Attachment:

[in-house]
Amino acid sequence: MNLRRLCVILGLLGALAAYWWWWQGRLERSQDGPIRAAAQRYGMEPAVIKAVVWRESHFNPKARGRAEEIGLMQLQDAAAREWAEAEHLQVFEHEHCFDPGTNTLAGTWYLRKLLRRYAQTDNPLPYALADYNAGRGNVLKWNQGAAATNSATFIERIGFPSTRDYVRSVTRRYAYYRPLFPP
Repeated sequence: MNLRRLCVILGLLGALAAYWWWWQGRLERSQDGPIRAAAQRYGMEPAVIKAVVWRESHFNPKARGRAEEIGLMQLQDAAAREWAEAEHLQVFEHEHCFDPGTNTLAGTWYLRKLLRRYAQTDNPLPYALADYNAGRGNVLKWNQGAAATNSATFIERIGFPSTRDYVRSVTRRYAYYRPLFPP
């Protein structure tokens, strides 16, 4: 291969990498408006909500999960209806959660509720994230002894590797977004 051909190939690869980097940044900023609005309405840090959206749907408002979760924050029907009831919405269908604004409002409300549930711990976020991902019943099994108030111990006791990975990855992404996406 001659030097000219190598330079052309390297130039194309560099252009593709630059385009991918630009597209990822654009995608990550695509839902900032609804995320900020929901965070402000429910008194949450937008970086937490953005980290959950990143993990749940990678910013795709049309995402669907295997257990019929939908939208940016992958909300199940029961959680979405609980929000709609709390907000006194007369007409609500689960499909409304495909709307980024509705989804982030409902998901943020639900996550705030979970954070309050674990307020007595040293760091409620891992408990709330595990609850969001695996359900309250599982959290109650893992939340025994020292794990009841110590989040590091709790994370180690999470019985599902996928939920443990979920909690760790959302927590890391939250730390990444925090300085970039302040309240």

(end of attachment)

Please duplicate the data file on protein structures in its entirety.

[in-house]
Amino acid sequence: MNLRRLCVILGLLGALAAYWWWWQGRLERSQDGPIRAAAQRYGMEPAVIKAVVWRESHFNPKARGRAEEIGLMQLQDAAAREWAEAEHLQVFEHEHCFDPGTNTLAGTWYLRKLLRRYAQTDNPLPYALADYNAGRGNVLKWNQGAAATNSATFIERIGFPSTRDYVRSVTRRYAYYRPLFPP
Repeated sequence: MNLRRLCVILGLLGALAAYWWWWQGRLERSQDGPIRAAAQRYGMEPAVIKAVVWRESHFNPKARGRAEEIGLMQLQDAAAREWAEAEHLQVFEHEHCFDPGTNTLAGTWYLRKLLRRYAQTDNPLPYALADYNAGRGNVLKWNQGAAATNSATFIERIGFPSTRDYVRSVTRRYAYYRPLFPP
């Protein structure tokens, strides 16, 4: 291969990498408006909500999960209806959660509720994230002894590797977004 051909190939690869980097940044900023609005309405840090959206749907408002979760924050029907009831919405269908604004409002409300549930711990976020991902019943099994108030111990006791990975990855992404996406 001659030097000219190598330079052309390297130039194309560099252009593709630059385009991918630009597209990822654009995608990550695509839902900032609804995320900020929901965070402000429910008194949450937008970086937490953005980290959950990143993990749940990678910013795709049309995402669907295997257990019929939908939208940016992958909300199940029961959680979405609980929000709609709390907000006194007369007409609500689960499909409304495909709307980024509705989804982030409902998901943020639900996550705030979970954070309050674990307020007595040293760091409620891992408990709330595990609850969001695996359900309250599982959290109650893992939340025994020292794990009841110590989040590091709790994370180690999470019985599902996928939920443990979920909690760790959302927590890391939250730390990444925090300085970039302040309240």